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Colonial Cases


Rocky Mountain News (Denver), 7 May 1866



The Coroner's Inquest in the Case.

   In the Coroner's investigation of this case, no evidence was elicited that gave any clue to the perpetrators of this deed.  .  .  . 

   The Surgeons in their testimony, after an autopsy of the body of the murdered man, testified that from all appearances they were justified in the conclusion that the man was dead previous to being hung in the tree, and that his death was caused by strangulation or suffocation.


Akron Weekly Pioneer Press, Friday 2 December 1892 (2)

CARL SMITH, an eighty-year-old tramp, was killed a few days ago in Norristown, Pa., and at the inquest it was developed that he was a German refugee who came over here in 1848 with Carl Schurz, and received remittances regularly from the Fatherland.


CHEYENNE DAILY SUN, 2 February 1894


Denver, Feb. 10. - The Supreme Court has granted the district attorney a supersedeas staying the mandamus granted by the district court giving Mrs. Carr and her attorney the right to be present at the inquest on the body of Harry L. Carr, which is being held this afternoon.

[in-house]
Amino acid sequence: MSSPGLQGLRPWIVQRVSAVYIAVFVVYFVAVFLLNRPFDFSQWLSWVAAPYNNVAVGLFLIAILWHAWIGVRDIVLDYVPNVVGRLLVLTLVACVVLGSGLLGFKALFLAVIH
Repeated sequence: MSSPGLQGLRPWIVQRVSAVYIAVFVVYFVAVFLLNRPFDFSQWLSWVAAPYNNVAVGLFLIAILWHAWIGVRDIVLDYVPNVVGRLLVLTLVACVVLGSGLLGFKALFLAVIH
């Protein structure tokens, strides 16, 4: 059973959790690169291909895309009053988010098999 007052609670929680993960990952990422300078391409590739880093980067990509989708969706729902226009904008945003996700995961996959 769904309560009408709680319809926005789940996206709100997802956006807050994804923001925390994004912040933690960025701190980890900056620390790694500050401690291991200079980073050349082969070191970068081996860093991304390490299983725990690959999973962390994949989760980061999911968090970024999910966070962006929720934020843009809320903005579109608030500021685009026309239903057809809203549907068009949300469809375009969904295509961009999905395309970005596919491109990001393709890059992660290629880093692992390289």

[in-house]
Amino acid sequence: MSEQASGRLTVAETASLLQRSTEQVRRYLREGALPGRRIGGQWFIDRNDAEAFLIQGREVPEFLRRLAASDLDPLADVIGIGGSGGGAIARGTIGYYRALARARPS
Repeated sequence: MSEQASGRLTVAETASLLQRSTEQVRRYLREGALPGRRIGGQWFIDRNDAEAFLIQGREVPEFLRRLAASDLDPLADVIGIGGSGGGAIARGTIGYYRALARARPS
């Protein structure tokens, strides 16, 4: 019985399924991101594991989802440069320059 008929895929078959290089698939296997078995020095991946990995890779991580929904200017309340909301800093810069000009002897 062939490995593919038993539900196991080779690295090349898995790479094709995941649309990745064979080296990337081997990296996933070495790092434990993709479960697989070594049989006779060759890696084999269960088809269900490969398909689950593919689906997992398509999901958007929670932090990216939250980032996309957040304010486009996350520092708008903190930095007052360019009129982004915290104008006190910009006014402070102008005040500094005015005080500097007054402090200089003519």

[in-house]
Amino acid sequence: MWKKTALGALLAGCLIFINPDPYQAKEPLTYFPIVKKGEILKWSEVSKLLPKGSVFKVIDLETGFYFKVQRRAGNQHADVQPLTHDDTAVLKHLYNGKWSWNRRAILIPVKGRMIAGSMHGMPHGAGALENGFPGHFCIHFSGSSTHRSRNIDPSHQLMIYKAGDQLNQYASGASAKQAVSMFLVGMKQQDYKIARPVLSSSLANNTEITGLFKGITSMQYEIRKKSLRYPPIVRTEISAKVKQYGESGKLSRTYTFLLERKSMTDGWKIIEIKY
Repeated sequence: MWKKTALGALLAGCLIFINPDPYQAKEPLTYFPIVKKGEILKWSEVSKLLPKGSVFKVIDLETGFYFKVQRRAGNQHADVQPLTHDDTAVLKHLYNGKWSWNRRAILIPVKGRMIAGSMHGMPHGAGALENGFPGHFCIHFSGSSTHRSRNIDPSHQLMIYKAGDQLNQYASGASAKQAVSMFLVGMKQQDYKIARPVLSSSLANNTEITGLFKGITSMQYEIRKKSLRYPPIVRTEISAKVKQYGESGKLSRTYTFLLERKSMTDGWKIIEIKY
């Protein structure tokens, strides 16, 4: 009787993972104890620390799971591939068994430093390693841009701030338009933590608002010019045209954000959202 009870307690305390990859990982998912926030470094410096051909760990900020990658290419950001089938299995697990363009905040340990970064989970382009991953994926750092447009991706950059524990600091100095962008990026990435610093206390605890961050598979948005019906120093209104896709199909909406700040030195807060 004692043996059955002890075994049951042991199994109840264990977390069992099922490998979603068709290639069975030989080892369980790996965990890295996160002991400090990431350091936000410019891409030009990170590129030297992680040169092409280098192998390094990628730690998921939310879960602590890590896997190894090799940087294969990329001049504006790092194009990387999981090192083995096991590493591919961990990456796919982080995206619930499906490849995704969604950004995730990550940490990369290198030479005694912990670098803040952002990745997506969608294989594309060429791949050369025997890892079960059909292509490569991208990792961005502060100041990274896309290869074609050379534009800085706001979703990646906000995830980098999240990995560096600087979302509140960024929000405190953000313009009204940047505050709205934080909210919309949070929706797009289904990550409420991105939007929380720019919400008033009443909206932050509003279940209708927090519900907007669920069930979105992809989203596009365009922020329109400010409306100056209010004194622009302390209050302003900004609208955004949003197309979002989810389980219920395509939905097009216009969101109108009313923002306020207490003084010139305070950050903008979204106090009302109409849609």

Akron Weekly Pioneer Press, Friday 18 January 1895 (1)


Horrible Suicide of a Nebraska Man and Woman.

Paxton, Neb., Jan. 14. - As a result of destruction and their helpless situation among hundreds of starving people, John Harris and his wife, living a few miles in the country, committed suicide, and the body of their newly-born babe was found with its parents some time after.

   Mrs. Harris was lying on the bed entirely nude, with her throat cut from ear to ear and the bed clothing saturated with blood.  The husband was found lying on the floor near the foot of the bed with his throat cut.

   The coroner's inquest found that they had come to their death by their own hands, a razor being used to commit the deed.  The mother had expired in the throes of child-birth.

   The couple had only moved to their present place a month ago.  The house in which they lived was a sod dug-out seven miles northwest of here.  The surroundings of the place went to show that the pair were in very poor circumstances.  No motive can be given for the deed except that she was expecting soon to become a mother and was on the verge of starvation and suffering.

   The following letter was found:

"Dear Old Parents - We have decided to end our lives together.  Ida cut her throat and I cut mine.  I would give the world to see my poor old father and mother.  It seems like a year since I saw any of my folks."

[continues with report of the crop failures of 1893 & 1894; column incomplete.]

Published by Centre for Comparative Law, History and Governance at Macquarie Law School